Soybean meal is produced through processing and separating soybeans into oil and meal components. By weight, soybean meal accounts for about 35% of the weight of raw soybeans (at 13% moisture). If the soybeans are of particularly good quality, then the processor can get more meal weight by including more hulls in the meal while still meeting the 48% protein minimum. Soybean meal can be further processed into soy flour and isolated soy protein, but the bulk of soybean meal is used as animal feed for poultry, hogs and cattle. Soybean meal accounts for about two-thirds of the world's high-protein animal feed, followed by cottonseed and rapeseed meal, which together account for less than 20%. Soybean meal consumption has been moving to record highs in recent years. The soybean meal marketing year begins in October and ends in September. Soybean meal futures and options are traded on the Chicago Board of Trade (CBOT). The CBOT soybean meal futures contract calls for the delivery of 100 tons of soybean meal produced by conditioning ground soybeans and reducing the oil content of the conditioned product and having a minimum of 48.0% protein, minimum of 0.5% fat, maximum of 3.5% fiber, and maximum of 12.0% moisture.
Soybean crush - The term soybean "crush" refers to both the physical processing of soybeans and also to the dollar-value premium received for processing soybeans into their component products of meal and oil. The conventional model says that processing 60 pounds (one bushel) of soybeans produces 11 pounds of soybean oil, 44 pounds of 48% protein soybean meal, 3 pounds of hulls, and 1 pound of waste. The Gross Processing Margin (GPM) or crush equals (0.22 times Soybean Meal Prices in dollars per ton) + (11 times Soybean Oil prices in cents/pound) - Soybean prices in $/bushel. A higher crush value will occur when the price of the meal and oil products are strong relative to soybeans, e.g., because of supply disruptions or because of an increase in demand for the products. When the crush value is high, companies will have a strong incentive to buy raw soybeans and boost the output of the products. That supply increase should eventually bring the crush value back into line with the long-term equilibrium.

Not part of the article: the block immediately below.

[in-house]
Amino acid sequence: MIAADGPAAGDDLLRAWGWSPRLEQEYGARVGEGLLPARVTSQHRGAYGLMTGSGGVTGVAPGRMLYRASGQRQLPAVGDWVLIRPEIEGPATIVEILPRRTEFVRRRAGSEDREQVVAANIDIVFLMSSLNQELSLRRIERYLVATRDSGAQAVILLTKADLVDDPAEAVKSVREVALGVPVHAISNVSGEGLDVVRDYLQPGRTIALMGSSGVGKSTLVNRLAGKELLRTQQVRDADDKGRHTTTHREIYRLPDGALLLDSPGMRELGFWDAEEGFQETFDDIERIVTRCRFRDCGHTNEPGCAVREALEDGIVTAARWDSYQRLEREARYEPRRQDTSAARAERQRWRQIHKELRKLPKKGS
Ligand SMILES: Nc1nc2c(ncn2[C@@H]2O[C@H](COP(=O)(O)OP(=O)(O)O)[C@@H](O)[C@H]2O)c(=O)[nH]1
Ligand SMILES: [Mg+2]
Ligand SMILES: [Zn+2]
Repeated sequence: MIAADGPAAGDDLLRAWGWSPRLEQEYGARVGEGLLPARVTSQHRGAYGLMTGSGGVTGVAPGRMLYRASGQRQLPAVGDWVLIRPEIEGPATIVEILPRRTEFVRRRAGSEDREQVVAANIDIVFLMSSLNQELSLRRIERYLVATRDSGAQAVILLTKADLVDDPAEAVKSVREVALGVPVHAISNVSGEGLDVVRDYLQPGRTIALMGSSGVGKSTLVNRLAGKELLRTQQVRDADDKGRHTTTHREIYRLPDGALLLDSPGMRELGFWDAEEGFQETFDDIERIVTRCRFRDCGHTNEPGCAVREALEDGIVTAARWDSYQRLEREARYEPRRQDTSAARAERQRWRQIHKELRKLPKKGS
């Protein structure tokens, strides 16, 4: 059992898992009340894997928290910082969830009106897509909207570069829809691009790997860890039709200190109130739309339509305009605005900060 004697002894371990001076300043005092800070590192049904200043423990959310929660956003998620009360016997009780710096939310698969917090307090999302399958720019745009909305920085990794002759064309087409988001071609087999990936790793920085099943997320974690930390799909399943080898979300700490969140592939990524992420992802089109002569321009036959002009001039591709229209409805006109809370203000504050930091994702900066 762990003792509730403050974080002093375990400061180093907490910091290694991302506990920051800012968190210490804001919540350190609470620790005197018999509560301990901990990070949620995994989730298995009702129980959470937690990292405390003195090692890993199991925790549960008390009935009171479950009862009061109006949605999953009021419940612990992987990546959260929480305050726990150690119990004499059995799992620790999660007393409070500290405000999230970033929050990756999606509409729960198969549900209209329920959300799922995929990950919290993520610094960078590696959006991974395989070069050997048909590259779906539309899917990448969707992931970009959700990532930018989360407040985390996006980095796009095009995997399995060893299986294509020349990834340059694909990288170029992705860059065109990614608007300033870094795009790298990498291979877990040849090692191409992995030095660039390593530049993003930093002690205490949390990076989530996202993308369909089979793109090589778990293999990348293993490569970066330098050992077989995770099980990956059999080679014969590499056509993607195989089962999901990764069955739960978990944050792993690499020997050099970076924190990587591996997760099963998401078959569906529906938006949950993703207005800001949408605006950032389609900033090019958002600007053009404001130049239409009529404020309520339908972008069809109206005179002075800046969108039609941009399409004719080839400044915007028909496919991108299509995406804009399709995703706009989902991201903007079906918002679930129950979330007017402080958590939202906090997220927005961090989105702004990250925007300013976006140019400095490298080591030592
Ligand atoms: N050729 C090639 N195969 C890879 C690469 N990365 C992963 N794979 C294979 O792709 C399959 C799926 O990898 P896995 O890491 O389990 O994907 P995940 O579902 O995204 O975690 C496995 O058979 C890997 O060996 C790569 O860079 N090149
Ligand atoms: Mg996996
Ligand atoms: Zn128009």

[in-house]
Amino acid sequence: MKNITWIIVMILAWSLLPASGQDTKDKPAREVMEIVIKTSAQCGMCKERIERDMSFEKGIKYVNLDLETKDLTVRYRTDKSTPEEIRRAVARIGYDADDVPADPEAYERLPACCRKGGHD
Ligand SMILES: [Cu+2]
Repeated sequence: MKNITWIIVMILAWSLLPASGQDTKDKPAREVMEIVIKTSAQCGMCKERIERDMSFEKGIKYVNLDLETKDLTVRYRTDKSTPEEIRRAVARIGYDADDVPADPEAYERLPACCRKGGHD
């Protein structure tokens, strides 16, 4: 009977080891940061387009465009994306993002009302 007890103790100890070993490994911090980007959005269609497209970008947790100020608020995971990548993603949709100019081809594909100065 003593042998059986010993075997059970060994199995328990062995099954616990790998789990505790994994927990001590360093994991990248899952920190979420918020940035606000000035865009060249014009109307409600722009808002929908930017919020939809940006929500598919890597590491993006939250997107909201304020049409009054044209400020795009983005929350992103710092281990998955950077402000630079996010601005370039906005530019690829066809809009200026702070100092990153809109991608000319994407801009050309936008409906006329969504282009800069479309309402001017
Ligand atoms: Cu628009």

Prices - Soybean meal futures prices at the Chicago Board of Trade in 2007 started the year at about $191 per ton. Except for brief dips in April and again in July, the price rallied the entire year to finally close at about $342 per ton. The rally continued into early 2008 hitting a high of about $375 per ton in February of 2008. Regarding cash prices, the average price of soybean meal (48% solvent) in Decatur, Illinois in the 2006-07 marketing year (i.e., October 2006 to September 2007) through May of 2007, averaged $192.68 per short ton, up by +10.63 yr/yr.
Supply - World soybean meal production in 2006-07 rose +5.6% yr/yr to 152.974 million metric tons, which was a new record high. The world's largest soybean meal producers are the U.S. with 25% of world production in 2006-07, China with 19%, Brazil with 14%, and the European Union with 7%. U.S. production of soybean meal in 2007-08 rose +1.6% yr/yr 42.585 million short tons, which was a new record high. U.S. soybean meal stocks in 2007-08 (Oct 1) fell -4.5% yr/yr to 300,000 short tons, down from last year's 6-year high of 314,000 short tons.
Demand - World consumption of soybean meal in 2006-07 rose +4.2% to 151.362 million metric tons, which was a new record high. The U.S. accounted for 20% of that consumption and the European Union accounted for 22%. U.S. consumption of soybean meal in 2006-07 rose +2.2% yr/yr to 30.754 million metric tons, which was a new record high.
Trade - World exports of soybean meal in 2006-07 rose +3.3% to 53.078 million metric tons, which was a new record high. Brazil accounted for 22% of world exports in 2004-05 and the U.S. accounted for 15%. World imports of soybean meal in 2006-07 rose +2.8% yr/yr to 51.661 million metric tons, which was a new record high. U.S. exports of soybean meal in 2007-08 rose +0.6% yr/yr to a record high of 8.400 million short tons. U.S. imports of soybean meal in 2007-08 were unchanged from the previous year at 165,000 short tons, remaining well below the record high of 285,000 short tons seen in 2003-04.